We spent most of the 3 days in Paris, just wandering, on foot for two days, and then on bicycle yesterday. The bike rental system here is brilliant. They have 20,000 bikes located in hundreds of locations (rental stations) around the city. Each bike is locked into a frame, and can only be removed using an approved ID and password. Providing the bike is returned (and locked in) to another station within 30 minutes there is no hire fee, and you can immediately take another one. Locals can register as approved users for a year at a time, while visitors can register as daily or weekly users. The registration fee is only 1 euro. So yesterday we covered a significant part of the city, both left and right bank for the grand sum of 2 euros.
After some initial reluctance to use a bike, Gaye ended the day by cycling down the Champs Elysees in (almost) peak hour traffic. For those readers who have been to this magnificent city you will understand what an achievement this is. We imagined what it must be like for Cadel Evans to ride down this stunning boulevard at the end of the Tour de France. My personal achievement was to ride the bike around the Arc de Triomphe so I did it. I had previously driven around it a few times, always challenging and exciting, and have wanted to cycle it since. This stunning Paris landmark is in the middle of a large roundabout with about 10-12 lanes of traffic, but none of the lanes are marked, so cars, scooters, buses and trucks (sometimes bicycles!) are all jostling for position so they can exit where planned. The impressive thing is it works and you hardly ever hear a car horn sounded in anger or frustration, very different from other parts of the city.
We did originally have plans to revisit the Musee D’Orsay which we haven’t seen since 1994, and to climb the Eiffel Tower which we have never done, despite always visiting it when here. Neither eventuated unfortunately, both because of the volumes of tourists wanting to do the same. At the Musee we reluctantly joined a fairly long queue and had negotiated about half of it when we heard an announcement of a technical problem requiring immediate evacuation of the building. That was it, we were off to the Eiffel Tower. Well that was much worse (people wise) with what we estimated as a couple of thousand people in various queues waiting to get in lifts or onto staircases. It will have to wait until next time. We were very surprised to see the number of tourists here as we expected it to be relatively quiet given the time of the year. We later found out that we were caught up in mid term school holidays so the place was busier than we have experienced before, but not to an unpleasant level as it must be in July-August.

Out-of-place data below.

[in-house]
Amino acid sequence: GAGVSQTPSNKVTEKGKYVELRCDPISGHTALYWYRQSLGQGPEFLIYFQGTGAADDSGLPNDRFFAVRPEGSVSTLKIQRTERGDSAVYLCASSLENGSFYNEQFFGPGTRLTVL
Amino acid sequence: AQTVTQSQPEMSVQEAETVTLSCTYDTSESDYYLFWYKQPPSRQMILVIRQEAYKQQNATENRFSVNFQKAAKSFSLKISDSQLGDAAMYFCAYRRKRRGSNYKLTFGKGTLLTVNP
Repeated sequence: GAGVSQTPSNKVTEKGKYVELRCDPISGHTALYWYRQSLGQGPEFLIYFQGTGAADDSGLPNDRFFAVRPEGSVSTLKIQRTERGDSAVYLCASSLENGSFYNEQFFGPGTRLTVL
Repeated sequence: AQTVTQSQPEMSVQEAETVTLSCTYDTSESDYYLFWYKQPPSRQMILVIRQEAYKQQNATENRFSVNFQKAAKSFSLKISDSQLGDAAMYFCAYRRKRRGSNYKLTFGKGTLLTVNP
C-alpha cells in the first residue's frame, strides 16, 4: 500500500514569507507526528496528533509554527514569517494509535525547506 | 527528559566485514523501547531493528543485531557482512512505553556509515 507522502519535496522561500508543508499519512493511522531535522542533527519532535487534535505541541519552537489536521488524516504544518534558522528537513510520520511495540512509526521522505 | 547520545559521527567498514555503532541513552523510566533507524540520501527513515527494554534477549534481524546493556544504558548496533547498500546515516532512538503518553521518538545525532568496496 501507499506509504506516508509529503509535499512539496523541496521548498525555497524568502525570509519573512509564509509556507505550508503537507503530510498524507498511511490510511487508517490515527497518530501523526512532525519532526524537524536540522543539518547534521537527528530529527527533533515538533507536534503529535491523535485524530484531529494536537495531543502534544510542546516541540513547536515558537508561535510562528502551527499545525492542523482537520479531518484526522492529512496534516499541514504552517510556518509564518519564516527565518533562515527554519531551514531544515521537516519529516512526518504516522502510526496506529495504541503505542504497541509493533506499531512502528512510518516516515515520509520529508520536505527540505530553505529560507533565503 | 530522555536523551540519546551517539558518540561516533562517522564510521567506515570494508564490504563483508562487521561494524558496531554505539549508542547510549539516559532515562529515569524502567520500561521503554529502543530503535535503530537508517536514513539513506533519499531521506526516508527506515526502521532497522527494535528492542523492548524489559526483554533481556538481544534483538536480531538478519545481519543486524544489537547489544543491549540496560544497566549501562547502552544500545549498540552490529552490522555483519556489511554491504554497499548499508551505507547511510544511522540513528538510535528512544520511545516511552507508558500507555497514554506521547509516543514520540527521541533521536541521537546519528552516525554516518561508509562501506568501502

As usual the whole Paris experience was memorable (especially for Gaye), just being there rubbing shoulders with the locals is enough. We had some good food experiences, and as usual no good coffee experiences . We also met some interesting people including an American couple who we shared a table with at dinner last night. He is a “yachty” from a long way back, and now they manage five huge houses in the Bahamas for several multi millionaires, some billionaires including one who is no. 65 of the Forbes Rich List, and their various yachts and launches. Interesting life for some! They were really good company. A significant part of the travelling experience for us has always been the many interesting people you meet along the way, some locals and some fellow travellers. We have met many Aussies this time, mostly from Melbourne it seems.
12 hours later……….We are now at Zurich airport waiting to check in. We arrived in Zurich about 1pm after a very fast and comfortable journey on the TGV, although the overcast and at times foggy weather spoilt the views out the window somewhat. We spent the afternoon having lunch and then wandering around the main parts of the city in cold and overcast conditions. Zurich is a very attractive and stylish city (I guess as to be expected of the Swiss), and would be quite stunning to look at if we had a day like yesterday in Paris.
So our journey is almost at an end. We have had a superb time, full of great experiences and very very few negative ones. We finally clocked up 9000 kms in our Peugeot (in 41 days) so we obviously covered a significant part of southern France.
Now we can look forward to our family, particularly Anika who has become 50% older since we left, and is apparently close to walking. We missed the start of the rolling and crawling stages so are determined not to miss seeing her walk for the first time. We will also be celebrating Nic and Tims announcement last week that they are getting married next May – very exciting for us.
We hope you may have gained some entertainment from our blog – we know that some have read it. If nothing else it will be a great memory jogger for us in years to come.
Au Revoir friends all!
Ron & Gaye